With "make prepare" some files that are usually created during a kernel compilation are created too, but nothing more happens, ie. the actual compilation does not take place.

When you call "" it will then find all the necessary files as if a fresh kernel had been compiled. Voilà, problem solved.

I use SuSE 9.2 as main OS on my Laptop, and VMware to run other virtual installations, e.g. Windows 2000, other Linuxes, and so on.



SuSE 9.2 + VMware

Anonymous's picture


I appreciate your explanation a ton. I was going to sell my SUSE 9.2 on eBay and take a big L-O-S-S.

I followed everyting you wrote and understand it. I wish you would post your work-around on Linux Questions or some of the other support sites.

Search engines don't pick up anything from Linux Journal because of this content management system they use. All this great advice in the comment sections and it's totally useless to the community.

Hey Editors - did you get that?



PK's picture

I too run VMware workstation to use Windows programs. 1GB of RAM with a 1.4mhz Pmobile works pretty well. Mine is running on Ubuntu 5.04 with no difficulties. It is nowhere near as fast as Windows running natively but is acceptable. I have used it on Mandrake (Mandriva), Gentoo, Redhat and Debian without difficulty. It boots somewhat slowly but runs pretty well.

The biggest problem with VMware on a laptop is that the host IP changes with locations. And then the guests cannot find the host to share files without a great deal of effort, every time you change locations. It get's old real quick. I take the laptop home at night and I'm tired of changing guest IP info.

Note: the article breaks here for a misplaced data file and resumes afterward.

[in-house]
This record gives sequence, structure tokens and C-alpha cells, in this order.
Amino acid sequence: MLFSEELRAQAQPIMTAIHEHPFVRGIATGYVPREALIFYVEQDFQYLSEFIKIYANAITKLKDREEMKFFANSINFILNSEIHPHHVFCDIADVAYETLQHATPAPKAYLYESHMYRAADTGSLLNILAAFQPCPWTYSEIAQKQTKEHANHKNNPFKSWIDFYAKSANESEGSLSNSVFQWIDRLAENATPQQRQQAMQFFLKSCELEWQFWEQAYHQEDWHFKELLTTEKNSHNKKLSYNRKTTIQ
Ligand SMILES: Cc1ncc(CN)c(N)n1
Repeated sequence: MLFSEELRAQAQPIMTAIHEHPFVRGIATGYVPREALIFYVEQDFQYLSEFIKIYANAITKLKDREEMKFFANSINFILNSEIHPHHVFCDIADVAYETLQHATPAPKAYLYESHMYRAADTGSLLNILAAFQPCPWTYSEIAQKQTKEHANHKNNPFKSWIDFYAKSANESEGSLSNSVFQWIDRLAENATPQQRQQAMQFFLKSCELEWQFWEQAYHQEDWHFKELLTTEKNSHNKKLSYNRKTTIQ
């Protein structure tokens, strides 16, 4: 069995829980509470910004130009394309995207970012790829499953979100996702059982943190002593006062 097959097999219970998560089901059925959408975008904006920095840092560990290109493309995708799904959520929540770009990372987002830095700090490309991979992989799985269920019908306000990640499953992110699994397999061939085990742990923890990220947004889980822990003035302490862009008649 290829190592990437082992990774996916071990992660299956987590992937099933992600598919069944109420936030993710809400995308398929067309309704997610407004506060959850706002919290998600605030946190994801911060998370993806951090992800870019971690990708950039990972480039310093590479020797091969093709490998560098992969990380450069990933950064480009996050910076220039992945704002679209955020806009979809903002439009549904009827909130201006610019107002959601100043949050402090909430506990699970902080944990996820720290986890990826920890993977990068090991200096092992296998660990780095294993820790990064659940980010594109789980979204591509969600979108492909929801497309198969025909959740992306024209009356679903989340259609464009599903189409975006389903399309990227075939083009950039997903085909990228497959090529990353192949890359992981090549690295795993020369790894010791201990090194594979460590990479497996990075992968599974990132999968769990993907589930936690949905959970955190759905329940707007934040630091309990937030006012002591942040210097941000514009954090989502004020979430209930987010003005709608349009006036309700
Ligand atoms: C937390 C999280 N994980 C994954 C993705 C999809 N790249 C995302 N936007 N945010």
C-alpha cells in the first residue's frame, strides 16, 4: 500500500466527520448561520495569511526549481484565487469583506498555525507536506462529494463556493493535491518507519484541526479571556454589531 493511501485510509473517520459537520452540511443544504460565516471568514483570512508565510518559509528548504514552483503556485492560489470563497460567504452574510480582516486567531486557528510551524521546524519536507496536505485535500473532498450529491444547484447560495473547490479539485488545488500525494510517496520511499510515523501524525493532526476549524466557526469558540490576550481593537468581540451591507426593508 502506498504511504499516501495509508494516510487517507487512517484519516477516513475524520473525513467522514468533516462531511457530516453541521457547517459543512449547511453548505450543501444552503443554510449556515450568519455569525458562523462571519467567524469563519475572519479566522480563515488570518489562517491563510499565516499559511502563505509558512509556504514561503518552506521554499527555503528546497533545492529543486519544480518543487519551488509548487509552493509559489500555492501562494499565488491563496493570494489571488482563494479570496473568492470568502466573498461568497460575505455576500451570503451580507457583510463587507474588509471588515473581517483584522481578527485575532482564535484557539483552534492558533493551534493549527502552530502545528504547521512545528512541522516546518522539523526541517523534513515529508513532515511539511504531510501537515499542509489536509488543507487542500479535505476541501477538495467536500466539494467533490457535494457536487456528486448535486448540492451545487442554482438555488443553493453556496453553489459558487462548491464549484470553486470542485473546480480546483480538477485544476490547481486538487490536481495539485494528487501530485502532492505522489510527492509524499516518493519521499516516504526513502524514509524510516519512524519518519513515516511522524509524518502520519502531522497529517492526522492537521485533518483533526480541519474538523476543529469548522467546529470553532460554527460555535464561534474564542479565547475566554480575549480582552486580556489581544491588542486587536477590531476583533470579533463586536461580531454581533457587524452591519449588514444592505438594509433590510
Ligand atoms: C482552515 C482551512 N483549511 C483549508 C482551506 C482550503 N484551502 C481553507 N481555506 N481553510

I have never made or intend to make a clone. I don't care about this capability. And I just don't have or intend to get or make the space for two or more VMware instances on my harddrive.

Someday Intuit will release a Linux version of Quicken and possibly Quickbooks and OpenOffice's .doc compatibility will improve to the point that I no longer need Windows and I will delete VMware completely. But until then....

There's a very easy way to sh

Anonymous's picture

There's a very easy way to share files between host and guest in everywhere without modifying anything when changing place.

You just have to add another ethernet interface to the guest. Then you can define that eth0 is for the outside world (using bridge mode, probably dhcp enabled for eth0) and eth1 is using host-only mode. Guest can then have a static ip address or dhcp enabled (usually gets always the same ip address). Host has a static ip address (host-only network adapter Vmnet1), so guest OS always finds the host using that ip address. No more trickies and worries about host and guest, they have created a private LAN. Now you can change the place as much as you like.

VMware and applicable hosts

Anonymous's picture

I run VMware 5 on Fedora Core 3 with no problems.
One has to update the install for each new kernel release but that is quickly done.

The guest OS is Win2K Pro and it runs fine on my
3.2GHz pentium with 1 GB RAM and 640 GB of IDE and SATA disks.
File IO runs as 15 -20 MB/sec as a GuestOS whereas under W2K
directly I get 7 - 10 MB/sec on a good day.

My only concern is the cost as I only use two apps under Win2K.

VMware performance

Anonymous's picture

The virtual hardware of VMware 5 runs better than previous versions. With a single Pentium IV or an equivalent AMD processor and 512MB of RAM, one should be able to run two virtual machines simultaneously. The previous versions would grind to a halt in such a scenario.